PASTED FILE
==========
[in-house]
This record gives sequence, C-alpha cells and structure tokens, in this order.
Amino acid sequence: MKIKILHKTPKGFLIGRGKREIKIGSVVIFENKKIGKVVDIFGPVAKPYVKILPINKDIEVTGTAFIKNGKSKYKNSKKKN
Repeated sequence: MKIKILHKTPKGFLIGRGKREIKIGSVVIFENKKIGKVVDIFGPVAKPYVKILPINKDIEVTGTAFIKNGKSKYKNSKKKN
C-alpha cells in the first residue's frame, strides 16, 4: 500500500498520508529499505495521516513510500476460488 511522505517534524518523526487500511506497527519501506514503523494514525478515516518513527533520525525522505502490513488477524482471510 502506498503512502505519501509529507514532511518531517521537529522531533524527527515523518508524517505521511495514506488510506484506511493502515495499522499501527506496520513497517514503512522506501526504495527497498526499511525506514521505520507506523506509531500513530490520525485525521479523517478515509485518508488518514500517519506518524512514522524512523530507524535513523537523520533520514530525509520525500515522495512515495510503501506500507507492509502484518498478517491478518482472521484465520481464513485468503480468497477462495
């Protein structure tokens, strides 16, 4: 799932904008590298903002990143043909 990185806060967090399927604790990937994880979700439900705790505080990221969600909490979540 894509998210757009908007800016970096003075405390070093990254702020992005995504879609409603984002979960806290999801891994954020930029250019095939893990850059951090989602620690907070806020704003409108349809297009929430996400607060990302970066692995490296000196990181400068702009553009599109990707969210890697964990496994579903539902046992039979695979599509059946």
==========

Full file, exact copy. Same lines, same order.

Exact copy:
[in-house]
This record gives sequence, C-alpha cells and structure tokens, in this order.
Amino acid sequence: MKIKILHKTPKGFLIGRGKREIKIGSVVIFENKKIGKVVDIFGPVAKPYVKILPINKDIEVTGTAFIKNGKSKYKNSKKKN
Repeated sequence: MKIKILHKTPKGFLIGRGKREIKIGSVVIFENKKIGKVVDIFGPVAKPYVKILPINKDIEVTGTAFIKNGKSKYKNSKKKN
C-alpha cells in the first residue's frame, strides 16, 4: 500500500498520508529499505495521516513510500476460488 511522505517534524518523526487500511506497527519501506514503523494514525478515516518513527533520525525522505502490513488477524482471510 502506498503512502505519501509529507514532511518531517521537529522531533524527527515523518508524517505521511495514506488510506484506511493502515495499522499501527506496520513497517514503512522506501526504495527497498526499511525506514521505520507506523506509531500513530490520525485525521479523517478515509485518508488518514500517519506518524512514522524512523530507524535513523537523520533520514530525509520525500515522495512515495510503501506500507507492509502484518498478517491478518482472521484465520481464513485468503480468497477462495
């Protein structure tokens, strides 16, 4: 799932904008590298903002990143043909 990185806060967090399927604790990937994880979700439900705790505080990221969600909490979540 894509998210757009908007800016970096003075405390070093990254702020992005995504879609409603984002979960806290999801891994954020930029250019095939893990850059951090989602620690907070806020704003409108349809297009929430996400607060990302970066692995490296000196990181400068702009553009599109990707969210890697964990496994579903539902046992039979695979599509059946």